Monday, September 01, 2008

Ephesians: before the foundation of the world

I've just preached the second sermon in a sporadic (everything is sporadic) series on the first three chapters of Ephesians. Ephesians 1 to 3 can be seen as Paul's discourse on God's Plan of Salvation in Jesus Christ, and the first sermon looked at the fact of God's Plan and the similarities between Paul and God's great statement of his plan in His convenant with Abraham. Last night I embarked on a tackling of the great themes in chapter 1 with an exposition of 1:3-4: even as he chose us in him before the foundation of the world. As Lincoln notes:

such language functions to give believers assurance of God's purposes for them. Its force is that God's choice of them was a free decision not dependent on temporal circumstances but rooted in the depth of his nature. Ephesians, 23

However, this tiny phrase before the foundation of the world leads us into philosophical difficulties with election and choice and, if you know your Church of Scotland history, this has led to some serious problems, some of which continue today. Trying to fit NT teaching into the straightjacket of systematics has not helped us. To try to look at salvation from the point of view of election is to look the wrong way through the telescope; we must deal with things from the perspective of scripture. Enter, Norman Shepherd:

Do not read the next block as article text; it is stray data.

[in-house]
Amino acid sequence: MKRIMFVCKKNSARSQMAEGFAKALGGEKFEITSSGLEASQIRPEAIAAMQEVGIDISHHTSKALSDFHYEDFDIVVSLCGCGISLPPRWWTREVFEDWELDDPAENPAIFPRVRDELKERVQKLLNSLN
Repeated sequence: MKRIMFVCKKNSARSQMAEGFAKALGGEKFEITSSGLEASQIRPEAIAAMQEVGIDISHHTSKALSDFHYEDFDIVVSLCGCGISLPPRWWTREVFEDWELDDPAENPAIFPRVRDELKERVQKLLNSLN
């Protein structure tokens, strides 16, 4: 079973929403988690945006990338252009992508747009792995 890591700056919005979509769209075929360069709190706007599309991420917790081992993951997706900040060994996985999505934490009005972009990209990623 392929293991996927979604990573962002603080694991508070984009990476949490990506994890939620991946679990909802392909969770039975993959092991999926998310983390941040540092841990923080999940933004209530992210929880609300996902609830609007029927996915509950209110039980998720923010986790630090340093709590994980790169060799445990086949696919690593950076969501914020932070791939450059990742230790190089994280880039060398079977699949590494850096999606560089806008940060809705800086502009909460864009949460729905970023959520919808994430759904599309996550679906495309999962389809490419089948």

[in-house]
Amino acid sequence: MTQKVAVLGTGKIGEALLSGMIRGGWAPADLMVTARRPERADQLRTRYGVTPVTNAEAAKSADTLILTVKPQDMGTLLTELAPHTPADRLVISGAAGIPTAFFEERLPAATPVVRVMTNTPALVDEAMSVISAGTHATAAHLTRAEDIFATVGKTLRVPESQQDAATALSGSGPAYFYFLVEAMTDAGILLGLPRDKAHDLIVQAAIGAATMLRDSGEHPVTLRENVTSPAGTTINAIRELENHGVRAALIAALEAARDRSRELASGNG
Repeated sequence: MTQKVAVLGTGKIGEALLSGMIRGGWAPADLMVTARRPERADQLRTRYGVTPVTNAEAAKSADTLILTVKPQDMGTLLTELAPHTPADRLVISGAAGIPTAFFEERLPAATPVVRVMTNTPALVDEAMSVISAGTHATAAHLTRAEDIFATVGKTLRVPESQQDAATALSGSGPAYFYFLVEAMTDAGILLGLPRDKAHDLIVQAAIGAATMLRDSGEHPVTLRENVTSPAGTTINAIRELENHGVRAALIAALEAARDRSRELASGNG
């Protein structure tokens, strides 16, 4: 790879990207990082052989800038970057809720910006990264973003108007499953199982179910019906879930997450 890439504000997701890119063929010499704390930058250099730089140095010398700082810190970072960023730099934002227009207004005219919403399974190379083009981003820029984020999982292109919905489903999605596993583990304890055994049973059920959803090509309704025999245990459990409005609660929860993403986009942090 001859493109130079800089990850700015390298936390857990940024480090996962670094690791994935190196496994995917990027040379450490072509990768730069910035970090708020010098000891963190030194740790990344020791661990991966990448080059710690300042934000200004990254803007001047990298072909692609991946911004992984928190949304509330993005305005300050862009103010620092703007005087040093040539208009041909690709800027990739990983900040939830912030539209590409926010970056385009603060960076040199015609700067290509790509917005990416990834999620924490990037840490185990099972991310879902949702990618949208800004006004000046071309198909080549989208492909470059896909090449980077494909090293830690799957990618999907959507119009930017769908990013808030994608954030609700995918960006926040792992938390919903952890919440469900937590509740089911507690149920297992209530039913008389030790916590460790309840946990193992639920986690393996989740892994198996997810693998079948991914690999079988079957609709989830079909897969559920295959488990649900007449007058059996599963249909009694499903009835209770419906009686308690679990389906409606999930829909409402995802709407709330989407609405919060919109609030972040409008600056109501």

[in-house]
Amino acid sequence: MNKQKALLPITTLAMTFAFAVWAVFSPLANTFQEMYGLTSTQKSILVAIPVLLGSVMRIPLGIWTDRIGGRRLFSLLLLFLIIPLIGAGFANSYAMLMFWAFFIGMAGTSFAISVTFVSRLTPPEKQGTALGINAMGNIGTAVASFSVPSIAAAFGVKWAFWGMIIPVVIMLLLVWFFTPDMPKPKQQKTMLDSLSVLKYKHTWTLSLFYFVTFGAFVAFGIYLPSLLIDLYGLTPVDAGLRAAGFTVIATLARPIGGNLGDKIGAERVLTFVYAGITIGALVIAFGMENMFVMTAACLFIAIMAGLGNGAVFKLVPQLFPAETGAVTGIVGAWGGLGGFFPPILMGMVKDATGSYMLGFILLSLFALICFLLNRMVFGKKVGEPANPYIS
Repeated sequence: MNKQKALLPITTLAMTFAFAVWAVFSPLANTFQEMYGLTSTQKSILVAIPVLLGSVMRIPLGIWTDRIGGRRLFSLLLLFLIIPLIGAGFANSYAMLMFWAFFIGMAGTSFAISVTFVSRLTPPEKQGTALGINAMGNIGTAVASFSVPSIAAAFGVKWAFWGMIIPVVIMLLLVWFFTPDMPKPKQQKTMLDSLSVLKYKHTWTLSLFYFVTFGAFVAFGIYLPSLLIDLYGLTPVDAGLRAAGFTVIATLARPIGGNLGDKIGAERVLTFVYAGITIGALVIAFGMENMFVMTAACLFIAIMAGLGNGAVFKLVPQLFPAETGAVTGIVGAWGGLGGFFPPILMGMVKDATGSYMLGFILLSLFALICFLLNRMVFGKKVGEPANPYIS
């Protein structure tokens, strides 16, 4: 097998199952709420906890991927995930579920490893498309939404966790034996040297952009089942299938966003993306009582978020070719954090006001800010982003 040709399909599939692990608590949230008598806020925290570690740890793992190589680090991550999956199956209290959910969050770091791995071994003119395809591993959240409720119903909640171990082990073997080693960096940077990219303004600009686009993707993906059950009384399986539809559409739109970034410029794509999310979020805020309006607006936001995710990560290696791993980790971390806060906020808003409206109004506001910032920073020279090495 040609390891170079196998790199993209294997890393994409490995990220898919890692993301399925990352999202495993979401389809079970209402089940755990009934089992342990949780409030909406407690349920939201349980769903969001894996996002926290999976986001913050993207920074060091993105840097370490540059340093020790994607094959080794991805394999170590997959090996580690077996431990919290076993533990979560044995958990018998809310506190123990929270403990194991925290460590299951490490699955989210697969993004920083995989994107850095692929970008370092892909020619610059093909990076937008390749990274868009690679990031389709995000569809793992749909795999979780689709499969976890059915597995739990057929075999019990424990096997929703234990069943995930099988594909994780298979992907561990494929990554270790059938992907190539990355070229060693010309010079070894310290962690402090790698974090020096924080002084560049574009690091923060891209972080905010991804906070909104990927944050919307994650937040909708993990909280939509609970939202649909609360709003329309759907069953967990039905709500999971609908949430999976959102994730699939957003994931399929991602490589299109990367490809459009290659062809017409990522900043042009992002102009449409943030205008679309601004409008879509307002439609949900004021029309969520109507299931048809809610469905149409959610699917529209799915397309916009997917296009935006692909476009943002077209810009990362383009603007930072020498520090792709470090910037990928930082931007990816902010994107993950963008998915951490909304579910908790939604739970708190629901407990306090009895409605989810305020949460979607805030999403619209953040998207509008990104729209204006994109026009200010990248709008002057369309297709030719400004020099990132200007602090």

In Ephesians 1, Paul writes from the perspective of observable covenant reality and concludes from the visible faith and sanctity of the Ephesians that they are the elect of God. He addresses them as such and encourages them to think of themselves as elect....Paul is right to address the saints and faithful as elect, and at the same time he is right to warn them against apostasy. Call of Grace, 87-88

Election can only be correctly perceived from the standpoint of observable covenant reality. When we usurp the divine perspective of mystery in God's electing choice as opposed to the clear promises and invitation of God to salvation in his Word (Speculation vs. Revelation), it strikes me that we're not a million miles away from responding to the Serpents claim that if you eat of the'll be like God. Allowing Speculation to keep us from believing and acting on God's promises is to respond to the work of Darkness.